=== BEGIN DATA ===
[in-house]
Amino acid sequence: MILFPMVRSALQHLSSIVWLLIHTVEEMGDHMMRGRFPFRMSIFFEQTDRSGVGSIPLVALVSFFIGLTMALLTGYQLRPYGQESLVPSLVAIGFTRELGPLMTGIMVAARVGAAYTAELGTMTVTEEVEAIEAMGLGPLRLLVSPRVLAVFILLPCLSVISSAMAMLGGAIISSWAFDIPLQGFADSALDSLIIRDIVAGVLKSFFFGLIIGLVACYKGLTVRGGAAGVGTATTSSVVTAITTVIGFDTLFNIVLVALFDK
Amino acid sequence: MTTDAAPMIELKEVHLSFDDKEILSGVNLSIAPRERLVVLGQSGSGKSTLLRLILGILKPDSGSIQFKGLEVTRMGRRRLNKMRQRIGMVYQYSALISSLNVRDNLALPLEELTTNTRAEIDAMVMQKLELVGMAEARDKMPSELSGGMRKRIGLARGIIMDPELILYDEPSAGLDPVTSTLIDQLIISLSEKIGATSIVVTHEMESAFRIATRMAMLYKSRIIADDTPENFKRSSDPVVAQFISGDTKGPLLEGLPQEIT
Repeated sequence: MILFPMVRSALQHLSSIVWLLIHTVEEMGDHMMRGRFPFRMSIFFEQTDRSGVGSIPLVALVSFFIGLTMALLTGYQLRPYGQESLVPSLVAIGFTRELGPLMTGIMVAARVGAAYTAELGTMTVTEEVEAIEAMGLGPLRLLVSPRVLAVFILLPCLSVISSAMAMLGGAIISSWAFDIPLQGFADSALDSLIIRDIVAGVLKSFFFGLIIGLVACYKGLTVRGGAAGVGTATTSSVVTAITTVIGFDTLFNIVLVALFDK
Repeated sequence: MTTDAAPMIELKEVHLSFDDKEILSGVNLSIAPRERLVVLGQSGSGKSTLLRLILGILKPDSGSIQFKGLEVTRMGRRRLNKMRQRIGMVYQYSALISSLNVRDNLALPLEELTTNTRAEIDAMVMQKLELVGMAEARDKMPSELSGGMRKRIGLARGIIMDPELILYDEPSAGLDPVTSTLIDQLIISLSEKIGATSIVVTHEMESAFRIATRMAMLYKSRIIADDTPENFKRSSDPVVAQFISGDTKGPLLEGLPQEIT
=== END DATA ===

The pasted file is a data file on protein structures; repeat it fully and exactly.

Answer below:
[in-house]
Amino acid sequence: MILFPMVRSALQHLSSIVWLLIHTVEEMGDHMMRGRFPFRMSIFFEQTDRSGVGSIPLVALVSFFIGLTMALLTGYQLRPYGQESLVPSLVAIGFTRELGPLMTGIMVAARVGAAYTAELGTMTVTEEVEAIEAMGLGPLRLLVSPRVLAVFILLPCLSVISSAMAMLGGAIISSWAFDIPLQGFADSALDSLIIRDIVAGVLKSFFFGLIIGLVACYKGLTVRGGAAGVGTATTSSVVTAITTVIGFDTLFNIVLVALFDK
Amino acid sequence: MTTDAAPMIELKEVHLSFDDKEILSGVNLSIAPRERLVVLGQSGSGKSTLLRLILGILKPDSGSIQFKGLEVTRMGRRRLNKMRQRIGMVYQYSALISSLNVRDNLALPLEELTTNTRAEIDAMVMQKLELVGMAEARDKMPSELSGGMRKRIGLARGIIMDPELILYDEPSAGLDPVTSTLIDQLIISLSEKIGATSIVVTHEMESAFRIATRMAMLYKSRIIADDTPENFKRSSDPVVAQFISGDTKGPLLEGLPQEIT
Repeated sequence: MILFPMVRSALQHLSSIVWLLIHTVEEMGDHMMRGRFPFRMSIFFEQTDRSGVGSIPLVALVSFFIGLTMALLTGYQLRPYGQESLVPSLVAIGFTRELGPLMTGIMVAARVGAAYTAELGTMTVTEEVEAIEAMGLGPLRLLVSPRVLAVFILLPCLSVISSAMAMLGGAIISSWAFDIPLQGFADSALDSLIIRDIVAGVLKSFFFGLIIGLVACYKGLTVRGGAAGVGTATTSSVVTAITTVIGFDTLFNIVLVALFDK
Repeated sequence: MTTDAAPMIELKEVHLSFDDKEILSGVNLSIAPRERLVVLGQSGSGKSTLLRLILGILKPDSGSIQFKGLEVTRMGRRRLNKMRQRIGMVYQYSALISSLNVRDNLALPLEELTTNTRAEIDAMVMQKLELVGMAEARDKMPSELSGGMRKRIGLARGIIMDPELILYDEPSAGLDPVTSTLIDQLIISLSEKIGATSIVVTHEMESAFRIATRMAMLYKSRIIADDTPENFKRSSDPVVAQFISGDTKGPLLEGLPQEIT